Potent Dopamine D2 Antagonists Block the Reward-Enhancing Effects of Nicotine in Smokers With Schizophrenia

Alexis E. Whitton; Alan I. Green; Diego A. Pizzagalli; Robert M. Roth; Jill M. Williams; Mary F. Brunette


Schizophr Bull. 2019;45(6):1300-1308. 

In This Article


The use of potent DA D2 receptor antagonists has been linked to increased smoking and difficulty quitting in smokers with schizophrenia.[24–26] The aim of our study was to evaluate a putative mechanism for these effects by examining whether taking potent DA D2 receptor antagonists was associated with a reduction in nicotine's ability to enhance reward learning. Consistent with predictions, smoking increased reward learning, but only in individuals who were not taking potent DA D2 antagonists. This effect was specific to reward learning, as effects were not observed on a measure of general task performance (ie, discriminability). Effects were also not attributable to demographic or clinical differences between the medication groups, or differences in nicotine dependence (FTND scores, expired CO, cigarettes per day), urges to smoke (QSU scores), or to post-smoking breath CO readings. Taken together, these findings point to a potential mechanistic explanation for increased smoking in individuals with schizophrenia who are treated with potent DA D2 receptor antagonists. Specifically, these antagonists appear to diminish the effects of tobacco smoking on reward processing. Although not directly assessed in this study, we suggest that this may be a factor that drives compensatory increases in smoking behavior in order to achieve the same level of reward/stimulation.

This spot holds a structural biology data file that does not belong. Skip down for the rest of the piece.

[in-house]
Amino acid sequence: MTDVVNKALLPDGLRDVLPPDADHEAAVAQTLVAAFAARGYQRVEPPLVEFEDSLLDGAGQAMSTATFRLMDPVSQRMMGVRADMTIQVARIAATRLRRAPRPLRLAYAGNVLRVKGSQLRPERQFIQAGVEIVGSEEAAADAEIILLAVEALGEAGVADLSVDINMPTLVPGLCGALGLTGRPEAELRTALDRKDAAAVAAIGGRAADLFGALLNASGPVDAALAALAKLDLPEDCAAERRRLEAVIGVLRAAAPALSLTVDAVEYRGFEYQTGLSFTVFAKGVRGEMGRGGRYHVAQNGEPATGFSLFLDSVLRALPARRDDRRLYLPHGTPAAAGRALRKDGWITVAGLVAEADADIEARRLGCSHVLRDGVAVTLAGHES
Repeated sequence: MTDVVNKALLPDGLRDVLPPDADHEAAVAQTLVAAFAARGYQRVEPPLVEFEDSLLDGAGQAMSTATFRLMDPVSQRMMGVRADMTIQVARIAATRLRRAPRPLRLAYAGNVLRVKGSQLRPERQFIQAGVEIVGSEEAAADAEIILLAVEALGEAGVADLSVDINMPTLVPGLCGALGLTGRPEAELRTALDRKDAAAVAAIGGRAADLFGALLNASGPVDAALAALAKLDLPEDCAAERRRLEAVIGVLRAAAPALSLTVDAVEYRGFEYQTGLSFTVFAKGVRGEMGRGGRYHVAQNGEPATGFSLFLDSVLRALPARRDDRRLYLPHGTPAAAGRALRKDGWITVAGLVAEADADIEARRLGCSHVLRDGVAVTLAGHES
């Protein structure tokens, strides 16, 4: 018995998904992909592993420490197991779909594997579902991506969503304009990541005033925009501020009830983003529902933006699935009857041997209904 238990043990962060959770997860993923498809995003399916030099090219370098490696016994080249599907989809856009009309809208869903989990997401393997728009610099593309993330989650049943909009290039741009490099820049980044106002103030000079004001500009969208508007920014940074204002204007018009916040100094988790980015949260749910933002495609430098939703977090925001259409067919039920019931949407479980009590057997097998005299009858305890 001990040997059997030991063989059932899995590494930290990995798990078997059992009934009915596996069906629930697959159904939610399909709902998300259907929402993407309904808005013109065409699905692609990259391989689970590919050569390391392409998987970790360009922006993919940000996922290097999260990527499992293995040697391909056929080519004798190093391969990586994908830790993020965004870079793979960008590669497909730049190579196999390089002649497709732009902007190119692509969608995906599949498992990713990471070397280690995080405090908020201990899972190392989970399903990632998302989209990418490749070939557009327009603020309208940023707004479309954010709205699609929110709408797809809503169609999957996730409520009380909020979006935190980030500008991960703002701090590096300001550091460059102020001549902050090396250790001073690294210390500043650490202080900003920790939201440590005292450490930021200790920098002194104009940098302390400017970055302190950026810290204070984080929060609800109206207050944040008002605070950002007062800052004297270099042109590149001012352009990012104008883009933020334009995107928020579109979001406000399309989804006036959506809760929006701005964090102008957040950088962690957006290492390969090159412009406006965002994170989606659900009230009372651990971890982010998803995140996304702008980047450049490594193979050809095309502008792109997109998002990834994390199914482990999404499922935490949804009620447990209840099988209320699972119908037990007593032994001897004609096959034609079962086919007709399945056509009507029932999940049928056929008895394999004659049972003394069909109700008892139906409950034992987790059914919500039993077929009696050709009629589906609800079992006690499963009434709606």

Our findings align with prior work linking greater tobacco smoking in patients with schizophrenia to the use of first-generation antipsychotics,[52] and research showing reductions in dependence and craving severity in individuals prescribed second-generation antipsychotics, such as aripiprazole and clozapine.[26,29] Although we are the first to show that increased smoking in those treated with potent DA D2 receptor antagonists may be related to a blunting of nicotine's effects on reward processing, our interpretation is consistent with findings from an earlier study, which examined links between antipsychotic-related DA D2 receptor occupancy and smoking in schizophrenia. Specifically, in patients who were randomized to olanzapine or risperidone, de Hann and colleagues[53] found that striatal D2 receptor occupancy following antipsychotic treatment (stable dose for at least 6 weeks) was associated with future smoking, where greater D2 receptor blockade predicted greater smoking frequency in the following 3 years. Recent studies suggest that nicotine may enhance associative conditioning.[54,55] Therefore, a possible alternative explanation for our findings is that rather than blocking the effects of nicotine on reward sensitivity, potent DA D2 receptor antagonists may diminish nicotine's ability to facilitate the formation of an association between the rich stimulus and reward receipt. This, and other studies linking use of typical antipsychotics to blunted striatal activation in response to monetary reward cues,[56] supports the notion that potent DA D2 receptor antagonists induce changes in the brain reward pathways, which may confer increased risk for nicotine dependence in individuals with schizophrenia.